# VI Tutorial at Yandex NLP Week

This is an extended version of our ACL 2018 tutorial presented at Yandex NLP Week in Moscow.

# Schedule

Check the branch `yandex2019`

for all modules

**Day 1**

**Day 2**

**Day 3**

# Advices

For discrete latent variables:

- standardise the learning signal (
`log p(x|z)`

): that is, use the running average baseline in combination with scaling by constant, a.k.a. “multiplicative baseline”, for which you should use a running estimate of the standard deviation of the learning signal) - baselines should correlate well with learning sinal: try learning one via an MLP and use L2 loss for fitting its parameters
- for discrete sequences try the baseline
`log p(x|z^*)`

where`z^* = \argmax_z Q(z|x)`

, this usually works well because the reward at the argmax of the inference model oftentimes correlates with the reward on a sample (this is not a rule, just a heuristic that seems to hold often), and note this is a valid baseline and it involves no training (but does increase computation time and occupies more memory); check Havrylov et al 2019.

# Advanced topics

Beyond Gaussian posterior with normalising flows:

- Variational Inference with Normalising Flows
- Improving Variational Inference with Inverse Autoregressive Flow

Beyond mean-field:

- Stochastic Backpropagation and Approximate Inference in Deep Generative Models
- Sequential Neural Models with Stochastic Layers
- A Stochastic Decoder for Neural Machine Translation

Beyond Gaussian prior:

More about posterior collapse:

- Variational Lossy Autoencoder
- Towards a Deeper Understanding of Variational Autoencoding Models and InfoVAE: Information Maximizing Variational Autoencoders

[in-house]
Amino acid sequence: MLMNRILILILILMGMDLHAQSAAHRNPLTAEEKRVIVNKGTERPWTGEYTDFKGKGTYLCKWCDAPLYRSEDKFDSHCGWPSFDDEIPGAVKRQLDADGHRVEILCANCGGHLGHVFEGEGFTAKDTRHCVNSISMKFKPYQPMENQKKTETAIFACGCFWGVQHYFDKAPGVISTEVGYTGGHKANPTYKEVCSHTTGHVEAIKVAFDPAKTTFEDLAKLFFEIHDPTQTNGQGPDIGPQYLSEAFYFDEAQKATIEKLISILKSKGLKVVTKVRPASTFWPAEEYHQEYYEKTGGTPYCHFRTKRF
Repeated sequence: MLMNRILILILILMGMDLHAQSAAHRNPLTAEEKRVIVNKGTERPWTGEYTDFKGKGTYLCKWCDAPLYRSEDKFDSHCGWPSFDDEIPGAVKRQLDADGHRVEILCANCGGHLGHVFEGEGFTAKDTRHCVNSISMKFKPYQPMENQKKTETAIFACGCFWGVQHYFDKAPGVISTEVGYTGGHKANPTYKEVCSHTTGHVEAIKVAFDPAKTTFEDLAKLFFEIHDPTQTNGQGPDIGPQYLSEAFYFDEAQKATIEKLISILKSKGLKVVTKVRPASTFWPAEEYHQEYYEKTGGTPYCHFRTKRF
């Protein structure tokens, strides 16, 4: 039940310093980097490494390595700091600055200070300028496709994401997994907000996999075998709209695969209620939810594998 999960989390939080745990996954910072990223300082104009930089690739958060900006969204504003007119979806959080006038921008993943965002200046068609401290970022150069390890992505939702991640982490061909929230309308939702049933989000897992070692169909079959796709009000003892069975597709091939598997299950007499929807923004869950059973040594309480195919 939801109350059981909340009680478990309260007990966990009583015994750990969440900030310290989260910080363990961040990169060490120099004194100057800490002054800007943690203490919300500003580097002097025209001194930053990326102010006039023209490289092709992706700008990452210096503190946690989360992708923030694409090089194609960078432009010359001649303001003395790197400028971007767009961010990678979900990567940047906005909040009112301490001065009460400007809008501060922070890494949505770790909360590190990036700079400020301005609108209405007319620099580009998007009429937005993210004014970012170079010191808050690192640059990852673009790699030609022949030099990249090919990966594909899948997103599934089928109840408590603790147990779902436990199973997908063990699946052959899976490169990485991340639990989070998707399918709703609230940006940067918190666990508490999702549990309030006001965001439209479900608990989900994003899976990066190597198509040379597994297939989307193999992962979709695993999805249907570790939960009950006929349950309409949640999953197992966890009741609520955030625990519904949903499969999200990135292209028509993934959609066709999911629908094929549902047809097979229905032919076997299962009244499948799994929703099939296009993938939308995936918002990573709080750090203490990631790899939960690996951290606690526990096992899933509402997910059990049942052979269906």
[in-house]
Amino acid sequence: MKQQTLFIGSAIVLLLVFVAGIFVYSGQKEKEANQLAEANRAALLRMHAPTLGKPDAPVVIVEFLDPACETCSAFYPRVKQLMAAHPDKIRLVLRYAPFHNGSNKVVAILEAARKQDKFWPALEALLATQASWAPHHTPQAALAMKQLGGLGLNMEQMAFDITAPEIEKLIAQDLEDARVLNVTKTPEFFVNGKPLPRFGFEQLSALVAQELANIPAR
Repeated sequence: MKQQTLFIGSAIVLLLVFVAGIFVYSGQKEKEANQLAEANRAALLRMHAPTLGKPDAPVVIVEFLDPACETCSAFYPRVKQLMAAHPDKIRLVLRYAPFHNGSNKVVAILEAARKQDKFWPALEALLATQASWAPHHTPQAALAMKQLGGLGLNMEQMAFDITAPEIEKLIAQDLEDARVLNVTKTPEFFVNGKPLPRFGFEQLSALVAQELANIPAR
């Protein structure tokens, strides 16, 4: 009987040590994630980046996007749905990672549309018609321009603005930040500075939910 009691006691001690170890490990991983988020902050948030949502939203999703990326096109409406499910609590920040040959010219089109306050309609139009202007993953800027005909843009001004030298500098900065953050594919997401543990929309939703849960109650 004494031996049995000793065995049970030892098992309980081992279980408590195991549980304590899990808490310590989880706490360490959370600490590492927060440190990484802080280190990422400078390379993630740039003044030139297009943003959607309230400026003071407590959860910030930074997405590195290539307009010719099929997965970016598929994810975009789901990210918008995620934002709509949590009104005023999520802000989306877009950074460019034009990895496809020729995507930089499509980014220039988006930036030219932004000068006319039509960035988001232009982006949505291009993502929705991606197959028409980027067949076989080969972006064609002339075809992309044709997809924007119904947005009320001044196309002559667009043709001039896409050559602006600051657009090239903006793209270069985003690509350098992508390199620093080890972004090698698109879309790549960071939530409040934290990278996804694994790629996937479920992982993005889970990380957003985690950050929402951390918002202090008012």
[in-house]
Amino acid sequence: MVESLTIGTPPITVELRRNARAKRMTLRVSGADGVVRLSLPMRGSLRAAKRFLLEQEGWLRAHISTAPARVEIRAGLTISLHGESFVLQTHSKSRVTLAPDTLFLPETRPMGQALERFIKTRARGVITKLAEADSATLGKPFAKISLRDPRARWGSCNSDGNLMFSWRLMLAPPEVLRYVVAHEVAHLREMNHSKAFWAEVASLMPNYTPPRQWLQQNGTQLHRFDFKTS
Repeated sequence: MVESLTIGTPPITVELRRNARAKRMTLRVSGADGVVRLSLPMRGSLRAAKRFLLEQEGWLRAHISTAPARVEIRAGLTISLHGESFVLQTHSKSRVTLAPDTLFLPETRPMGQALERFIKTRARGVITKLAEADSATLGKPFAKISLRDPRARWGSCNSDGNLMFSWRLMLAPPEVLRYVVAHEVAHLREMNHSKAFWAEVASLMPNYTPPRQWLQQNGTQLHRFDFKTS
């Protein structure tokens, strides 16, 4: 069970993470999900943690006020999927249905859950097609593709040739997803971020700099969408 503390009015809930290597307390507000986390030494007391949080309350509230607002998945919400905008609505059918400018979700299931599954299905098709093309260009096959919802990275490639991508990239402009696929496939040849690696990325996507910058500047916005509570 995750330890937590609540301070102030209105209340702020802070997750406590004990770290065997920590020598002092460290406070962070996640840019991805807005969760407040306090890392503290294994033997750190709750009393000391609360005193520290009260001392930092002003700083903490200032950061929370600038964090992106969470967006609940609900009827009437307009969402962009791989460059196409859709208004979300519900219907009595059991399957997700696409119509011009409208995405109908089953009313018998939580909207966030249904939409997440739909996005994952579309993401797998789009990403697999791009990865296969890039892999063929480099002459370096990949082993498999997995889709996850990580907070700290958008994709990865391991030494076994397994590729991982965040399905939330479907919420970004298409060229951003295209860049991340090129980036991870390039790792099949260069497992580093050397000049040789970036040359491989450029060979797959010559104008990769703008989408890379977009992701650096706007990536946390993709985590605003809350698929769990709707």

- Fixing a Broken ELBO

Beyond KL divergence:

Beyond likelihood learning:

Beyond baselines:

- MuProp: Unbiased Backpropagation for Stochastic Neural Networks
- REBAR: Low-variance, unbiased gradient estimates for discrete latent variable models
- Backpropagation through the Void: Optimizing control variates for black-box gradient estimation

# Further reading

This is a list of papers you can use to kickstart your path to being an expert on DGMs.

Some people also asked me to list the techniques available to dealing with intermediate discrete representations (this is not an exhaustive list):

- the probabilistic way to do it is to make the discrete representation stochastic and circumvent non-differentiability via marginalisation, this however leads to intractabilities that need to be addressed via approximate inference and sophisticated gradient estimation: NVIL and in NLP;
- you can use pseudo-gradients (i.e. gradient-like quantities) that you can use when gradients are not defined, though note that this is typically done heuristically and leads to biased estimators
- straight-through estimator (STE) including Concrete and GumbelSoftmax-ST
- SPIGOT is similar to STE, but uses a more sophisticated pseudo-gradient motivated from an NLP perspective

- you can define activations that are themselves solutions to an optimisation problem: this can be used to derive unbiased estimators (though sometimes it requires a change of objective):

# DGMs in NLP

Non-exhaustive list (let me know if you would like me to add a paper to this list):

- Word representation: Rios et al (2018), Brazinskas et al (2018)
- Morphological analysis and inflection: Zhou et al (2017), Wolf-Sonkin et al (2018)
- Syntactic parsing: Cheng et al (2017), Corro and Titov (2019)
- Semantic parsing: Yin et al (2018), Lyu and Titov (2019)
- Relation extraction: Marcheggiani and Titov (2016)
- Document modelling: Miao et al (2016), Srivastava and Sutton (2017)
- Summarisation: Miao and Blunsom (2016)
- Question answering: Miao et al (2016)
- Alignment and attention: Deng et al (2018)
- Machine translation: Zhang et al (2016), Schulz et al (2018), Eikema and Aziz (2018)
- Vision and language: Pu et al (2016), Wang et al (2017), Calixto et al (2018)
- Dialogue modelling: Wen et al (2017), Serban et al (2016)
- Speech modelling: Fraccaro et al (2016)
- Language modelling: Bowman et al (2016), Goyal et al (2017), Xu and Durret (2018), Ziegler and Rush (2019), Pelsmaeker and Aziz (2019)